|1.||a tool for digging, typically consisting of a flat rectangular steel blade attached to a long wooden handle|
|2.||a. an object or part resembling a spade in shape|
|b. (as modifier): a spade beard|
|3.||a heavy metallic projection attached to the trail of a gun carriage that embeds itself into the ground and so reduces recoil|
|4.||Compare spoon a type of oar blade that is comparatively broad and short|
|5.||a cutting tool for stripping the blubber from a whale or skin from a carcass|
|6.||call a spade a spade to speak plainly and frankly|
|7.||(tr) to use a spade on|
|[Old English spadu; related to Old Norse spathi, Old High German spato, Greek spathē blade]|
|1.||a. the black symbol on a playing card resembling a heart-shaped leaf with a stem|
|b. a card with one or more of these symbols or (when pl) the suit of cards so marked, usually the highest ranking of the four|
|2.||a derogatory word for Black|
|3.||informal in spades in an extreme or emphatic way|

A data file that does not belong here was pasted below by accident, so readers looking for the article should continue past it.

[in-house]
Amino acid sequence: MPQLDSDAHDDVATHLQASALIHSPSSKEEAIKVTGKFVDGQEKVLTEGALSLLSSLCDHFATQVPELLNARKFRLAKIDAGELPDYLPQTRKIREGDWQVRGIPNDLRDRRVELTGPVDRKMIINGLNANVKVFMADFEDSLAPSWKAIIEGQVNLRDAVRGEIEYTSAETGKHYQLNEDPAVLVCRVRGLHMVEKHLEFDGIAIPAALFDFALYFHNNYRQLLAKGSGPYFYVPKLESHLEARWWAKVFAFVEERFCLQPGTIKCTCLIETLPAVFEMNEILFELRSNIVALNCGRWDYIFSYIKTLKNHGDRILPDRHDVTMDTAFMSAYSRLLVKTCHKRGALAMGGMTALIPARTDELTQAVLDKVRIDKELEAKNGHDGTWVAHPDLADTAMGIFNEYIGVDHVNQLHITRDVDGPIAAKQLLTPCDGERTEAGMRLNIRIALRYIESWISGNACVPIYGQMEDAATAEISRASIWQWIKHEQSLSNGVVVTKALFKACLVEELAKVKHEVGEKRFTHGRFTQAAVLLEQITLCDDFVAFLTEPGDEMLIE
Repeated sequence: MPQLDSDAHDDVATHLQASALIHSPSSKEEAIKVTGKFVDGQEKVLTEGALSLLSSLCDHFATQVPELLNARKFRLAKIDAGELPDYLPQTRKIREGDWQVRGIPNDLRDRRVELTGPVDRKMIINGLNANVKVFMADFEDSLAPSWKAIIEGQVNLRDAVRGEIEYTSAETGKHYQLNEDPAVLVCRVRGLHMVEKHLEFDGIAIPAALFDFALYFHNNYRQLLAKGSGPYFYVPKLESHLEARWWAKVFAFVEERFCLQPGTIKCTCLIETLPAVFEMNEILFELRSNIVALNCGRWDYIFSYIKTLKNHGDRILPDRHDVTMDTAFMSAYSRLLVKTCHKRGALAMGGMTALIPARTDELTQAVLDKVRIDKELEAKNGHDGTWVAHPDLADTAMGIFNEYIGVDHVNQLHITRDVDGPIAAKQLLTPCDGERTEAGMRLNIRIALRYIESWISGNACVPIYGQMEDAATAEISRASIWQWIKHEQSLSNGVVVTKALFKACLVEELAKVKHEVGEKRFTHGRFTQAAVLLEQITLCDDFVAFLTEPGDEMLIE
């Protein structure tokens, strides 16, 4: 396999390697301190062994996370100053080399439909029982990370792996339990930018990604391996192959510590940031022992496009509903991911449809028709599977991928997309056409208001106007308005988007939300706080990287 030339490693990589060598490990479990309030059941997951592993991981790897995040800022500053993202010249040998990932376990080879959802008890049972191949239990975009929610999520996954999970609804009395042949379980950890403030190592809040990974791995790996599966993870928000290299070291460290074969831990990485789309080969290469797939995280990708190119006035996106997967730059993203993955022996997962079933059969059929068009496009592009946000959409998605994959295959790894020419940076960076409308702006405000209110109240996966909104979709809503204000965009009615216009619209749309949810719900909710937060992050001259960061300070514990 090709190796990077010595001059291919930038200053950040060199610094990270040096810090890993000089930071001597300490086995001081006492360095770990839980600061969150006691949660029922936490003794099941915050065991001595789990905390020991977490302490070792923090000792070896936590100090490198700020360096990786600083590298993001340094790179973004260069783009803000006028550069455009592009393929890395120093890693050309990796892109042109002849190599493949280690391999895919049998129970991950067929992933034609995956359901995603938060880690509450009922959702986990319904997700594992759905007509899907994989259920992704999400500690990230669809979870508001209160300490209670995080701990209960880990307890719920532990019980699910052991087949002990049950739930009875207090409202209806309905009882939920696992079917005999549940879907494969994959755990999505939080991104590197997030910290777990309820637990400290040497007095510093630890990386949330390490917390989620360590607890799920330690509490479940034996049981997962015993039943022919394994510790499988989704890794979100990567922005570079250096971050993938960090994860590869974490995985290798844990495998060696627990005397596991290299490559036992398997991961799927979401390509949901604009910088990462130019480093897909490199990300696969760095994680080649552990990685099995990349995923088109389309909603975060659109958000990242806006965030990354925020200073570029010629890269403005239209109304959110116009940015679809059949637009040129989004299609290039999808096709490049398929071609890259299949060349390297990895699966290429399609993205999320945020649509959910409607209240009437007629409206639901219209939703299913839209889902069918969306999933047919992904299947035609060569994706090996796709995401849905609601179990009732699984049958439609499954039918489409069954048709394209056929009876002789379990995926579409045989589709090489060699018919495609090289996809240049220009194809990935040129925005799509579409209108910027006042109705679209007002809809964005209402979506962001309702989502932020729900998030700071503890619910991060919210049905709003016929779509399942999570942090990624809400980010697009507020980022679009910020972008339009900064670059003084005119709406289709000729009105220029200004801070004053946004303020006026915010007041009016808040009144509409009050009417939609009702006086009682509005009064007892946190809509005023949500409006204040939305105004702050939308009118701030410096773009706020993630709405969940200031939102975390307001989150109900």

|[C16: from Italian spada sword, used as an emblem on playing cards, from Latin spatha, from Greek spathē blade, broadsword]|
"The invitations to the musicale came sliding in by pairs and threes and spade flushes." [O.Henry, "Cabbages & Kings," 1904]Derogatory meaning "black person" is 1928, from the color of the playing card symbol.
trick-taking card game of the whist family that became very popular in the United States in the 1990s, though reportedly some 40 years old by that time. It is played by four players in bridge-style partnerships, each being dealt 13 cards one at a time from a standard 52-card deck. Spades are always the trump suit.
Learn more about spades with a free trial on Britannica.com.